2. Angalet, S.A., 2017, “Clean Label for Gluten Free Bakery Products Containing Dry Milled Corn”, Dry Corn Millers Conference, Peoria, IL, May.
3. S.A. Angalet, H.H. Topalian, R.E Kenyon, and W.J. Horan, “Factors Affecting Color of Dehydrated Beet Powder”, Oral presentation at technical session annual meeting, Institute of Food Technologists, St. Louis, MO, May, 1979.
4. S. A. Angalet, J.L. Fry, D.M. Janky, and H.R. Wilson, Heterogeneous Absorption of Betalain Pigment(s) by Hard-Cooked Eggs. Poultry Science Association 64th annual meeting, August 3-6, 1975.
5. Angalet, S.S and J.L. Oblinger, 1975. Thermal destruction of microorganisms in egg pickling solutions. Paper presented at 72nd annual meeting of the Southern Association of Agricultural Scientists, New Orleans, LA, Feb 2-5, 1975
6. S. A. Angalet, J. L. Fry, R. H. Harms and B. L. Damron, EFFECT OF DIETARY CITRUS SLUDGE ON EGG YOLK COLOR AND EGG FLAVOR , Abstracts of Papers Presented at the Annual Meeting of the Poultry Section of the Southern Association of Agricultural Scientists, Atlanta, GA 1974
1. Technical Proposal * 10 pound bulk coarse ground beef [Approved LP-SSD 10-26-2020]
2. Technical Proposal* 13 USDA-AMS bulk ground beef and beef patties [Approved LP-SSD 07-12-2021]
• Technical Proposals are a required document that must be submitted and approved by USDA-AMS prior to a meat establishment is permitted to bid on solicitations to be awarded by the USDA-AMS purchasing division. The document includes; all supporting traceability information such as checklists for delivery, on-site storage, processing, lot codes, bar codes, temperature conditions, process flow charts, chemical and microbiological, labels, and SOP’s.
NEWLY WEDS FOODS [$1.2 Billion revenue] July 2000 to Dec, 2013 Manager, Basic Research
• Supervised department of 4 scientists serving as support to customer dedicated scientists and NWF unique product development and sustaining existing businesses.
• Maintained R&D analytical testing procedures and provided instruction to other scientists.
• Maintained bakery science laboratory and developed specifications and procedures for wheat and corn flour.
• Organized and conducted both onsite and offsite education of Newly Weds Foods scientists in the science of milling wheat flour, milling corn flour, processing cornstarch, wheat gluten, and extrusion.
• Japanese style bread crumb [panko] – NWF is largest manufacturer of JBC with over 10 facilities producing about 1,000,000 lb of dough daily. Over the past 13 years I was the primary scientist for the formula and processing.
a. Commercialized the cart line decommissioned from UK and set up in Beijing.
b. Documented the entire NWF JBC processing for all the varied equipment.
c. Provided guidance to all locations on flour selected and best practice.
d. Leading team member for JBC optimization.
e. Used existing equipment to duplicate all forms of JBC world wide
f. Developed the science of dielectric baking and introduced the scientific process to development.
g. Commercialized the duplicate competitor extruded microwave baked JBC.
h. Commercialized frozen JBC.
• Identified the key ingredients for NWF successful duplication of a QSR chicken nugget formula resulting in NWF becoming a vendor. This key business is annualized at $5 million leading to additional commercial sales. This was followed with testing protocol to identify non-caking of QSR topping spices.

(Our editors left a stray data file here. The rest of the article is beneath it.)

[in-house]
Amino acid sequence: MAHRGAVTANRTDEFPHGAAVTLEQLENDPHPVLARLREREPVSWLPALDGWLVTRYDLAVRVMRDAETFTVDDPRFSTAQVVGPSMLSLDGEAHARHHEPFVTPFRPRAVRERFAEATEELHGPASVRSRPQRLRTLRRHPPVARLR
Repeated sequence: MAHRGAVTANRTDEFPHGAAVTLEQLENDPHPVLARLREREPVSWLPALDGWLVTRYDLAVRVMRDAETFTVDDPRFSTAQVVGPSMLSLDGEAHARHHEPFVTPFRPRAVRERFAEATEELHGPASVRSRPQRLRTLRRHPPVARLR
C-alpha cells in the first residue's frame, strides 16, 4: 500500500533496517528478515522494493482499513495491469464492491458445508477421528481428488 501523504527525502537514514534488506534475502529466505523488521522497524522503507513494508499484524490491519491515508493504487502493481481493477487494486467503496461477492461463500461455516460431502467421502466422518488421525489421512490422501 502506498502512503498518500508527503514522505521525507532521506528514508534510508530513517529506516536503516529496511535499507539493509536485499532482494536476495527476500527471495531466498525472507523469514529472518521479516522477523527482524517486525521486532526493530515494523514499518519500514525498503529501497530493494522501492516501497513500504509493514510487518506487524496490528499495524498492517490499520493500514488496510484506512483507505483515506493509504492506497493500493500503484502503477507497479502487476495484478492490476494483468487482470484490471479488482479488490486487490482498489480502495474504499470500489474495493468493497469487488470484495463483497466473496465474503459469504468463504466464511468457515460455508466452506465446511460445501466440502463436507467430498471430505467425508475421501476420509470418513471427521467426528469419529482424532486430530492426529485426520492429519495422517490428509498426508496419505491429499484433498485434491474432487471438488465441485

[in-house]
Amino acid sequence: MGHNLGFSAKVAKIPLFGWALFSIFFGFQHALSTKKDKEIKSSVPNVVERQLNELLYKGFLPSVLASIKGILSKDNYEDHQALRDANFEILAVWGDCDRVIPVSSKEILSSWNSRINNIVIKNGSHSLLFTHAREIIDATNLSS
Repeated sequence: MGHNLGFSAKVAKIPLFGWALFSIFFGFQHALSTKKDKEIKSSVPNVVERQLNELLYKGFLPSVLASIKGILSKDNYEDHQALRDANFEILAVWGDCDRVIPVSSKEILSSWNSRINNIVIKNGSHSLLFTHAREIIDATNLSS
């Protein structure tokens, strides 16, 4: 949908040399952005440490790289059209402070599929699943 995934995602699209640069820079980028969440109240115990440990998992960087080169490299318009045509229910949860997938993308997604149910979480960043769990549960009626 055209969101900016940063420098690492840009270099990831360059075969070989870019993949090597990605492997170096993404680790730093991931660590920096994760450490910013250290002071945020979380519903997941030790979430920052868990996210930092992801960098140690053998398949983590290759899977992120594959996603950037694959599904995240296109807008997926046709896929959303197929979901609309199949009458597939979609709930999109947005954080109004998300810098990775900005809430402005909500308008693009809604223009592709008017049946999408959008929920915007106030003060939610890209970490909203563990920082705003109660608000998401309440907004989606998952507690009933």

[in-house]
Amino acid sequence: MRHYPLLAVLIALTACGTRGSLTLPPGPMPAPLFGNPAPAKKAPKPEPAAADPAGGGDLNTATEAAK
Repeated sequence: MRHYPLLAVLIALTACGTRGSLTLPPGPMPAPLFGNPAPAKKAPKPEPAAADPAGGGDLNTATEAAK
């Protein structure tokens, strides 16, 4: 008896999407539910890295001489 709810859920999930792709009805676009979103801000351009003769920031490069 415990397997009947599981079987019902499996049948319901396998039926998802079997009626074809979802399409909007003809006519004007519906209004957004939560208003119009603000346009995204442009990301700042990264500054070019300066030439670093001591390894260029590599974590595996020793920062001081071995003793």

• English muffins – NWF has been in the English muffin business since 1954.
a. Only R&D member of the management-led optimization team. Production was successfully optimized and documented.
b. Developed new E/M for QSR, Child nutrition, export, etc. these represent 20,000 dozen per day valued at $12 million.
c. Optimized proofing & baking profile
d. Studied the texture of E/M under varying storage conditions and as served.
e. Developed and validated only inoculated mold ambient shelf life study.
• Optimized extruded JBC manufacture using Wenger single screw extruder through starch evaluation and glass transition.
• Successfully completed 3-year initiative to manufacture Crouton products using American bread crumb equipment on hand. Project included bread formulation, development of proofing and baking profile, staling & drying protocol, and rancidity prevention resulting from moisture, drying conditions, and high copper content in the municipal water
• Fat reduced French fries with clear coat.
a. Led [summer intern] development of a 45% reduced fat French fry between standard product and modified.
b. Conducted extensive research resulting in strong background on potato processing and frying.
c. Optimized ionic characteristics, starch action and interaction and film forming as mechanisms for achieving fat reduction.
d. Presented to key vendor seminars on glass transition of foods, cationic batters, ionic interactions between potatoes and batters, fiber effect on fat reduction, conductivity and zeta potential.
• Yeast – Use of proper yeast to achieve optimized product and best cost for all the bakeries.
• Shelf life studies
• Powder flow and anticaking technology. Resolved customer and NWF technical challenges.
• Rusk manufacture – Successfully commercialized using minimally converted USA cracker meal line to manufacture UK style rusk in the USA. This was the based upon:
a. Understanding the UK process not only by equipment but by understanding the thermal and chemical transformations that occur during the process.
b. Scientifically and analytically approaching the duplication.
c. Identified the existing cracker meal line parameters and altered the process to match that of the rusk. Validated by analytical and performance testing.